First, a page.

The poems in Andrea Cohen’s Nightshade, her sixth full-length collection, are constructed from the wisdom of loss—of lovers and loved ones and a world gone awry. Cohen builds a short poem the way a master carpenter does a tiny house, in lines that are both economic and precise, with room enough for sorrow and wit to exist comfortably in their spaces. The great pleasure in reading these poems is their surprise in the way the endings arrive again and again in startling truths: The bride whose dress is sewn “from a hundred/tattered flags/of surrender” and the ever-present reminder of the title poem that the things of this world are both “poison and . . . balms” that “We /call . . . bitter- / sweet––what / living isn’t?”
About the Author
Andrea Cohen’s poems have appeared in The New Yorker, The Atlantic Monthly, Poetry, The Threepenny Review, The New Republic, and elsewhere. Her earlier poetry collections include Unfathoming, Furs Not Mine, Kentucky Derby, Long Division, and The Cartographer’s Vacation. She directs the Blacksmith House Poetry Series in Cambridge, MA, and the Writers House at Merrimack College.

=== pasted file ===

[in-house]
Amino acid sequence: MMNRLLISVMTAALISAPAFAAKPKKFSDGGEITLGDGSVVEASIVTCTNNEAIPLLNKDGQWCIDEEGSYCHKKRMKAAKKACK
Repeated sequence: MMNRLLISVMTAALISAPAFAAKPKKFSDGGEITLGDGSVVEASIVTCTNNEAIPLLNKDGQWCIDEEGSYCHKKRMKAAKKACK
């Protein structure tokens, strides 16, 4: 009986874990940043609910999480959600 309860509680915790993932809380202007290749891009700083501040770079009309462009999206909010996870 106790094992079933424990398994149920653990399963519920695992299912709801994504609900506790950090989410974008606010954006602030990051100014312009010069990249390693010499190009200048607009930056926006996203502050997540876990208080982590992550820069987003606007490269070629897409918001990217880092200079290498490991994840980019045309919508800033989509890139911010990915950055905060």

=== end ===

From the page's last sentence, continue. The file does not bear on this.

Advance Praise for Nightshade
“Nightshade illuminates a world that has been here all along but, for some reason, is very hard to see. Andrea Cohen’s eyes are a terrible gift and these poems are amazing & eerie & perhaps not even hers. Not that she stole them—more that she found them, when no one else could.” —Nick Flynn
“In stark, short lines, Cohen sculpts away the inessential, leaving a spare commemoration of intimacy.” — Robin Becker
“Cohen’s craft is meticulous . . .” —Tony Hoagland
"The author prays to the gods so she can stop praying. And here is the tone of these wry, tight minimalist poems. Each page has either a conundrum or a puzzle at the center, as Cohen tries to light a dark world by strengthening thought and stripping words to their hidden literal meanings...."